Charlotte City Council questions $248.7 million list of new projects

A city of Charlotte wish list of $248.7 million in new projects was criticized Wednesday by City Council members, who said it was too vague.

Mayor Dan Clodfelter, who was sworn in earlier Wednesday, said the list “wasn’t ready for prime time.”

Last year, the council approved an $816 million capital spending program to build roads, bridges, sidewalks, police stations and affordable housing throughout the city. That is funded with a 7.25 percent property tax increase.

City Manager Ron Carlee said Wednesday the new list was preliminary and he wasn’t recommending they be paid for.

“I want you to have a full list of the competing needs,” he said.

The list includes: $8 million for a rental assistance program to help families and veterans; $37.5 million for transportation projects; $36 million to improve the Charlotte-Mecklenburg Government Center; $38 million for police and fire stations, and new tree plantings, among other projects; $65 million for technology improvements; and $54 million to renovate Bojangles’ Coliseum and Time Warner Cable Arena.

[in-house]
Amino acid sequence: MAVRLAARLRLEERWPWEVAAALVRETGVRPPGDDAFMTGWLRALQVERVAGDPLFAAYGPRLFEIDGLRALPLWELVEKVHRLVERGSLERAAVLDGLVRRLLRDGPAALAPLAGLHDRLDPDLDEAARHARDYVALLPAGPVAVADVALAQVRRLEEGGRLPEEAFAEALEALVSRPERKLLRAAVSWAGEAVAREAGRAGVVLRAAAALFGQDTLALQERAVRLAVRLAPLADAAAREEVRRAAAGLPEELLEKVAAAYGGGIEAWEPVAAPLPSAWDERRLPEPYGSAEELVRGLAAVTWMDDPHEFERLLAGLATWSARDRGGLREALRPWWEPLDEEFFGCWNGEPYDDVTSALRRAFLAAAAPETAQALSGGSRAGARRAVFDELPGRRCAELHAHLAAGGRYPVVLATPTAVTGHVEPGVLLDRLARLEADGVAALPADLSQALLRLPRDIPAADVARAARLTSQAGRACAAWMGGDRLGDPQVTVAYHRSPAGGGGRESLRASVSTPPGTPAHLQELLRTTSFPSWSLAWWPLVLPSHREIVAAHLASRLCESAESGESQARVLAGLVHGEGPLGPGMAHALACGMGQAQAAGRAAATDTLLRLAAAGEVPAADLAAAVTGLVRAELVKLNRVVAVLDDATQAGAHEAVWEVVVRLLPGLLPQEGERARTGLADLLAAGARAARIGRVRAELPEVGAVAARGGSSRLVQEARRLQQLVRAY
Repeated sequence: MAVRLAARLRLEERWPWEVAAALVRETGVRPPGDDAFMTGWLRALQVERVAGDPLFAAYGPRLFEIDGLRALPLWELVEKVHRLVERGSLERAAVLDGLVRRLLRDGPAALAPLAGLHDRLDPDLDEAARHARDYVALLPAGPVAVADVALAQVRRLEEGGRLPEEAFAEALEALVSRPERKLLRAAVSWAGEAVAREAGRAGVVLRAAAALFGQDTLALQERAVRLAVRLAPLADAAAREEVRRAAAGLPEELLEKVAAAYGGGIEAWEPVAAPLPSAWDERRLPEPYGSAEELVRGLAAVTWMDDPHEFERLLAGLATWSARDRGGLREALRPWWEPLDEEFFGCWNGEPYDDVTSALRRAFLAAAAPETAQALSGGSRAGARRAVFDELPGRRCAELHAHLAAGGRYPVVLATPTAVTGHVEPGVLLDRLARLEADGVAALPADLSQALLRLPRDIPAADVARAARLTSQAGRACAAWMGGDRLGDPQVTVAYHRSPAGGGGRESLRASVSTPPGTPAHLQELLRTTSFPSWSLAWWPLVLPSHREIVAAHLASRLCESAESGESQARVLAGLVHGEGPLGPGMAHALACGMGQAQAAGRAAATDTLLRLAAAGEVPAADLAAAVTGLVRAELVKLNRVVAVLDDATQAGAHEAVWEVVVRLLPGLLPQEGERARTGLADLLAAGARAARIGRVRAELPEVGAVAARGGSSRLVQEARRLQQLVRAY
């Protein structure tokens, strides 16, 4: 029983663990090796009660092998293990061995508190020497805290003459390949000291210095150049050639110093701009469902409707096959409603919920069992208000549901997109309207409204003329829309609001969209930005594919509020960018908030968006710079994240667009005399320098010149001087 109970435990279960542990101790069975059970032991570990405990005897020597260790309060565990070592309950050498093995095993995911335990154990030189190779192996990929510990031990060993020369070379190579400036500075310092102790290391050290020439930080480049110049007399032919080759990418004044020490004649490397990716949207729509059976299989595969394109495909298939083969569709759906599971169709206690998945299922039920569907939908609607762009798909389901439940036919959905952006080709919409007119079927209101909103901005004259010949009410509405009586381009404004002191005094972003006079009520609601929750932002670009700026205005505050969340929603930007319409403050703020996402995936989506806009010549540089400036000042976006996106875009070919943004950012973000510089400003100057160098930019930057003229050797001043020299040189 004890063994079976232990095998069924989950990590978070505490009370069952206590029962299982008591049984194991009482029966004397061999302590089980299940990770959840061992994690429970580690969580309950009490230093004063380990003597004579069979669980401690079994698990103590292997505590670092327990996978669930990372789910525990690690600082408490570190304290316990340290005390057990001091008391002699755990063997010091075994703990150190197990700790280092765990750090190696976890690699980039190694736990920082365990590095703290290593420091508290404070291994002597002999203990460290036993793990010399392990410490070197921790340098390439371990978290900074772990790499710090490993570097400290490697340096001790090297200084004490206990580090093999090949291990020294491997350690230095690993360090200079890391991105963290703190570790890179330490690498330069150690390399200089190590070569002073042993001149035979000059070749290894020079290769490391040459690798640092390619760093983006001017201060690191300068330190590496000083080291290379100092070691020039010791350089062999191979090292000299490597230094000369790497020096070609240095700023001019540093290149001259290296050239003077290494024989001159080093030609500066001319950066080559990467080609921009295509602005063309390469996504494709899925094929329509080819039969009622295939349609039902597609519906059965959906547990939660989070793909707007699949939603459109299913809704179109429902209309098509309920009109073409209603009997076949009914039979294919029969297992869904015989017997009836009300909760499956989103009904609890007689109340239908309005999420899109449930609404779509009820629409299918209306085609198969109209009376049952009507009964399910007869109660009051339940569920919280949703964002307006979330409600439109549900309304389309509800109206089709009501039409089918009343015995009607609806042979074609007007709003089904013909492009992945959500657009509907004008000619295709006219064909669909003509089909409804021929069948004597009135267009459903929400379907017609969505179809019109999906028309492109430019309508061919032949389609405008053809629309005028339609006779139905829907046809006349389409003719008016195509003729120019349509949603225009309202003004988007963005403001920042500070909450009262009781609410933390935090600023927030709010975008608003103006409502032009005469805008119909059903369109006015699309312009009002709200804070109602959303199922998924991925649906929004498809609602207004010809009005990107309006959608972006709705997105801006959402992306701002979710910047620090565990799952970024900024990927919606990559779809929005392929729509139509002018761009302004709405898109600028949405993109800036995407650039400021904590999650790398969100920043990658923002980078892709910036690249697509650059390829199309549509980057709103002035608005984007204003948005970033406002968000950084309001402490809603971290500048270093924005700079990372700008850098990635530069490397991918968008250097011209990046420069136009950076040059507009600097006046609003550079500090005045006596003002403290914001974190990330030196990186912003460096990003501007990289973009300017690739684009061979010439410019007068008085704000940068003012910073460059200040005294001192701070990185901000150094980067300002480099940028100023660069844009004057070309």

The proposed renovations to the Government Center concerned council members, who said they are worried the public wouldn’t approve.

“I don’t see how we can justify $800,000 for blinds,” said council member Greg Phipps.

Budget Director Randy Harrington said the building has a lot of windows. He added it’s 26 years old and needs work.

Carlee and Harrington haven’t proposed how the city would pay for some or all of the projects. Carlee has previously said he doesn’t envision asking council members for a property tax increase.

Time Warner Cable Arena is less than 9 years old, but the city’s lease with the Charlotte Bobcats calls for the arena to be updated to be kept in line with other NBA facilities. The city is negotiating with the team about what renovations are required by the agreement.

The list of new projects isn’t part of the coming fiscal year 2015 budget.

Carlee said new revenue projections for the sales tax and property tax are growing, meaning Carlee said he won’t recommend a property tax rate increase for the coming year.

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